The Challenge of Invasives
Irecently sat in on a disturbing presentation by a PHD candidate from the University of Saskatchewan, Ruth Kost, on the increasing range of wild boar in Canada. For many, even the idea — wild boar in Canada?! — might be a shock. It was not so much of a surprise to some in Saskatchewan, however, as these fearsome creatures appeared in the province about a decade or two earlier and have been increasing in numbers ever since.
But what Kost showed that day demonstrated that the problem is only beginning. Among her initial slides was one showing the distribution of feral boar in the United States. It was mind-boggling. The incredibly wide (and everwidening) range of their geographic distribution throughout the U.S. and the sheer number of animals was almost beyond comprehension: six million feral swine across 35 states. The scale of the problem in the U.S. is massive and perhaps insurmountable. Her presentation then moved north, and it was nothing short of alarming. She showed slides describing the wild boar population in Saskatchewan 10 years ago. And then she showed statistics for 2016. They highlighted the rapidly accelerating growth of the population, already 10 times larger with no end in sight. And this is a nightmarish invasive species: voracious, vicious, incredibly prolific and highly adaptive, they wreak havoc, destroy habitat, threaten humans and spread disease. With their nasty tusks and razor-sharp teeth, they are not the kind of wildlife you want to meet while on a hike in the woods. Kost hinted too that eradication was no easy feat, and might not even be possible. They are a formidable and devious animal.
I was so stunned by her presentation that I immediately contacted Canadian Wildlife editor Matthew Church. The result is a chilling article by local writer Lowell Strauss, which begins on page 28. It is a cautionary tale, yet another example of the short-sighted introduction of a non-native species for profit, without any real thought to the larger consequences from the impact of the inevitable escapees. The cost of that mistake will be borne for generations, and it remains to be seen if the problem will ever be controlled, the invaders eradicated.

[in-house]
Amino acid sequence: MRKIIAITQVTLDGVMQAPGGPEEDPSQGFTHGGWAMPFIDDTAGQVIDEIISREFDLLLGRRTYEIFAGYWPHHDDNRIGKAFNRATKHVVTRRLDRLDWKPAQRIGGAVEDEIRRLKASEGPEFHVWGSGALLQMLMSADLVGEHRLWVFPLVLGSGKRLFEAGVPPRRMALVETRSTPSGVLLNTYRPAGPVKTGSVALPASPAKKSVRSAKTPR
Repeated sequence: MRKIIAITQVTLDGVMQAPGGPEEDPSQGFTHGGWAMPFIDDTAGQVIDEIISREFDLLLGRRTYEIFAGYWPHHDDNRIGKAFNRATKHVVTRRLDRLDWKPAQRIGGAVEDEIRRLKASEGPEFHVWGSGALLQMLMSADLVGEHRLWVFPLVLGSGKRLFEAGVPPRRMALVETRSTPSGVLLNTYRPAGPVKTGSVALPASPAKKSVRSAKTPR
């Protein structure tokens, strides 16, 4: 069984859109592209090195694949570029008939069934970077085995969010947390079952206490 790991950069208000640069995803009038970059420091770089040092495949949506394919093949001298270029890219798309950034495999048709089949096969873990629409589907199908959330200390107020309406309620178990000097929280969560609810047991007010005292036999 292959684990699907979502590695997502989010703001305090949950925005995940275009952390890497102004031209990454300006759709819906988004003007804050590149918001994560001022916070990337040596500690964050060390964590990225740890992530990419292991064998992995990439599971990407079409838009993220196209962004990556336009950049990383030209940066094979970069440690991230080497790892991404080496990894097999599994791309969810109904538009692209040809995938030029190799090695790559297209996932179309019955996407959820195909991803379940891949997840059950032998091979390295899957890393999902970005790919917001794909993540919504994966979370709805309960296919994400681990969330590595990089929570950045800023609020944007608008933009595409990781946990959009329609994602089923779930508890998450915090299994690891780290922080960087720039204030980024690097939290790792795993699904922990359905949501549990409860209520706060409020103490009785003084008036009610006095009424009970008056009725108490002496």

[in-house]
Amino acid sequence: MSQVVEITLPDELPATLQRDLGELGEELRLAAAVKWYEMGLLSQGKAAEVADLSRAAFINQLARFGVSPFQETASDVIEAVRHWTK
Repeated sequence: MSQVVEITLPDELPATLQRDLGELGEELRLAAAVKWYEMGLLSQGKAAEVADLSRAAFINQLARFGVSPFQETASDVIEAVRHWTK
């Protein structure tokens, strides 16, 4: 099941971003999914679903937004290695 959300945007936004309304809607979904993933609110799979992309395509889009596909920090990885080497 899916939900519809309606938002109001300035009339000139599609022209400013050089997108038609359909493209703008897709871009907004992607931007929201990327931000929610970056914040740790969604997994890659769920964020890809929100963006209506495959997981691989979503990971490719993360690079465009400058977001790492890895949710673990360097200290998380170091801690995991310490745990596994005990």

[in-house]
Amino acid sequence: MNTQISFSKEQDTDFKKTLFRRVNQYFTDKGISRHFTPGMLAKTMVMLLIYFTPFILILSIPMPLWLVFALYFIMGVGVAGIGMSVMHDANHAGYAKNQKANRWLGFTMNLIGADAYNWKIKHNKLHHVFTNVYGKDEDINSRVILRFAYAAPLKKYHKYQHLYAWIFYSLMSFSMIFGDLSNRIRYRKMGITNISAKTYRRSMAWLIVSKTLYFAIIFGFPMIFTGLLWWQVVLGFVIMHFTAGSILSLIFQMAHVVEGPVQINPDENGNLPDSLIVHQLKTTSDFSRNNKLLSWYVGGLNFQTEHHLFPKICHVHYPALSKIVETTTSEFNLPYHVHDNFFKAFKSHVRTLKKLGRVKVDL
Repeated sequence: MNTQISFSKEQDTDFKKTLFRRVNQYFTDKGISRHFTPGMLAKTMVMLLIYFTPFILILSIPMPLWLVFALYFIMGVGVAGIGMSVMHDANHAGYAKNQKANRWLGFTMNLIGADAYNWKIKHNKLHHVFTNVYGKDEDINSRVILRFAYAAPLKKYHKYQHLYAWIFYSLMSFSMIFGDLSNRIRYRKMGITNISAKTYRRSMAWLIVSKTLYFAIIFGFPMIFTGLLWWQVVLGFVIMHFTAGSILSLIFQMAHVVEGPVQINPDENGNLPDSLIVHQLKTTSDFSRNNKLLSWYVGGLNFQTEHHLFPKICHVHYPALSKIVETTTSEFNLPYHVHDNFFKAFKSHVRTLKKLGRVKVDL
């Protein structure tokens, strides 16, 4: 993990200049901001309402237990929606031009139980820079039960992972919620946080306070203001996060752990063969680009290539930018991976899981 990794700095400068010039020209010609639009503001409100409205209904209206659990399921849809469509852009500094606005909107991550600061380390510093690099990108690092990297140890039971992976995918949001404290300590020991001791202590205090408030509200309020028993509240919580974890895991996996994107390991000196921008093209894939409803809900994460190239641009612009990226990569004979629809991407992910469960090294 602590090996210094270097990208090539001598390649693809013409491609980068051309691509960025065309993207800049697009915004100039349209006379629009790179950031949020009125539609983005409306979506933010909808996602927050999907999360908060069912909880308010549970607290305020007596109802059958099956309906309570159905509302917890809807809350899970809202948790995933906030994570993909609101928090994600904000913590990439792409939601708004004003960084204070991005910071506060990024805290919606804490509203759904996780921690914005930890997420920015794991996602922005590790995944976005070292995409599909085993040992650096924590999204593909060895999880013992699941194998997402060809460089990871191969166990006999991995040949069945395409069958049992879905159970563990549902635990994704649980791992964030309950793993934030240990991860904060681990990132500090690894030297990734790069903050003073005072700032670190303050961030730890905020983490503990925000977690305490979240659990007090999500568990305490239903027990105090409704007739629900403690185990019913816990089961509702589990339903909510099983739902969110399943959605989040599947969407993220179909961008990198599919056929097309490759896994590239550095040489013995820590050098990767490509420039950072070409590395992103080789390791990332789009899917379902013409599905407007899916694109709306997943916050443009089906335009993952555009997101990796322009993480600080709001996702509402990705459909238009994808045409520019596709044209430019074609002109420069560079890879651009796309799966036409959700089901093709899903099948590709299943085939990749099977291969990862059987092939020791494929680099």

I draw your attention as well to writer Brian Banks’ thorough analysis of the state of moose in every region of Canada. Is there a more Canadian animal than the moose? It thrives in cool weather and enjoys winter, loves the woods and prefers the quiet life. Moose are not the most handsome or the most intimidating, neither the fastest nor the strongest. They are unique and, to many, so symbolic. The complex story of moose varies wildly from region to region: there’s a threat of disappearance in some regions and hyper-abundance in others. And there are so many factors at work that what is clear from our interviews with experts in every region is that there is much to be done. Scientists, conservationists, loggers, hunters, Indigenous communities — everyone — will have a role to play in keeping this iconic species secure.
These two articles together represent key functions of the Canadian Wildlife Federation. Through research, information sharing and individual action, together we can control, perhaps even eradicate, invasive species. By working together, we can help mitigate the effects of climate change. And in doing so, we will strive to understand and maintain our unique native species.